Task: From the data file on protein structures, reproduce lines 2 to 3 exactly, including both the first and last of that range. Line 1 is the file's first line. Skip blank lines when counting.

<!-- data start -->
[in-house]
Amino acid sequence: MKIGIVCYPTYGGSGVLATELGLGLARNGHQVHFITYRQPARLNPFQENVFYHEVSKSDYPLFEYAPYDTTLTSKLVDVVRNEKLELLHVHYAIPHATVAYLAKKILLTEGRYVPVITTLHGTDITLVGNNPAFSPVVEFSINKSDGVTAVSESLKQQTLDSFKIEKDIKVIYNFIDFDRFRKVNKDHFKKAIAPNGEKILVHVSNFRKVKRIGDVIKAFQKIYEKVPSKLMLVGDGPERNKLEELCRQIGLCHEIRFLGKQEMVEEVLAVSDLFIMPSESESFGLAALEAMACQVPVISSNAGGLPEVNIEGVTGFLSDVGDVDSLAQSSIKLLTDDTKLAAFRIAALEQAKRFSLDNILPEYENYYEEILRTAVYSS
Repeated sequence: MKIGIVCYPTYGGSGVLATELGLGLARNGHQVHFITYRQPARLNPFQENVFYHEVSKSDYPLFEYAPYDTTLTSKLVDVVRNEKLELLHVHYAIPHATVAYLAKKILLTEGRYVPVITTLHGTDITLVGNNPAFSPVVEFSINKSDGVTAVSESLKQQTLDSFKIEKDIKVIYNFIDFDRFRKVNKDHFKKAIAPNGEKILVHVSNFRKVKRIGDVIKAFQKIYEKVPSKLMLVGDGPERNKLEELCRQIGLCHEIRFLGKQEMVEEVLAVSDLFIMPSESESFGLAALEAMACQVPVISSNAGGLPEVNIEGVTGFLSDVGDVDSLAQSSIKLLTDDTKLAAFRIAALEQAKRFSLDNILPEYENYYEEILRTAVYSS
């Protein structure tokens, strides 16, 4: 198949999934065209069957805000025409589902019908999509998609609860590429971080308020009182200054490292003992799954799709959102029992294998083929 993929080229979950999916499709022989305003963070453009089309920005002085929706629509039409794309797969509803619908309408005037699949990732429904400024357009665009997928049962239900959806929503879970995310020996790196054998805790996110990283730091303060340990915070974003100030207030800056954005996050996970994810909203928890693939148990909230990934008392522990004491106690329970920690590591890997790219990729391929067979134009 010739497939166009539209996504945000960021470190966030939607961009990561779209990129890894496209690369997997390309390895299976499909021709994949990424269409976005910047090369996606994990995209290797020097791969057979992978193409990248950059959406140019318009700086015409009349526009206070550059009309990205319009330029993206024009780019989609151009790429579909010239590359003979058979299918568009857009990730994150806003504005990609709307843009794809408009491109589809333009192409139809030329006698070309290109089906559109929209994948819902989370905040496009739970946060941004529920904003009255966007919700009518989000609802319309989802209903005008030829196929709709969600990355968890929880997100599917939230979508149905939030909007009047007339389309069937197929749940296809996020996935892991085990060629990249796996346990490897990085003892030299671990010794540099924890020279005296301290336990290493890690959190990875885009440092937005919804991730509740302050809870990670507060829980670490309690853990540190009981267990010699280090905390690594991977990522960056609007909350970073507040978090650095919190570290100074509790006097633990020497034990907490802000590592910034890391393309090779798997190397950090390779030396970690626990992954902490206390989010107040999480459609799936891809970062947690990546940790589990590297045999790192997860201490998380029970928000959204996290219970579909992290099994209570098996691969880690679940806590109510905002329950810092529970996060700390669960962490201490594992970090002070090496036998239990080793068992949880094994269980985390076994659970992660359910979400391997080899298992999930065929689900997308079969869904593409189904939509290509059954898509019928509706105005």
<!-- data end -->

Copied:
Amino acid sequence: MKIGIVCYPTYGGSGVLATELGLGLARNGHQVHFITYRQPARLNPFQENVFYHEVSKSDYPLFEYAPYDTTLTSKLVDVVRNEKLELLHVHYAIPHATVAYLAKKILLTEGRYVPVITTLHGTDITLVGNNPAFSPVVEFSINKSDGVTAVSESLKQQTLDSFKIEKDIKVIYNFIDFDRFRKVNKDHFKKAIAPNGEKILVHVSNFRKVKRIGDVIKAFQKIYEKVPSKLMLVGDGPERNKLEELCRQIGLCHEIRFLGKQEMVEEVLAVSDLFIMPSESESFGLAALEAMACQVPVISSNAGGLPEVNIEGVTGFLSDVGDVDSLAQSSIKLLTDDTKLAAFRIAALEQAKRFSLDNILPEYENYYEEILRTAVYSS
Repeated sequence: MKIGIVCYPTYGGSGVLATELGLGLARNGHQVHFITYRQPARLNPFQENVFYHEVSKSDYPLFEYAPYDTTLTSKLVDVVRNEKLELLHVHYAIPHATVAYLAKKILLTEGRYVPVITTLHGTDITLVGNNPAFSPVVEFSINKSDGVTAVSESLKQQTLDSFKIEKDIKVIYNFIDFDRFRKVNKDHFKKAIAPNGEKILVHVSNFRKVKRIGDVIKAFQKIYEKVPSKLMLVGDGPERNKLEELCRQIGLCHEIRFLGKQEMVEEVLAVSDLFIMPSESESFGLAALEAMACQVPVISSNAGGLPEVNIEGVTGFLSDVGDVDSLAQSSIKLLTDDTKLAAFRIAALEQAKRFSLDNILPEYENYYEEILRTAVYSS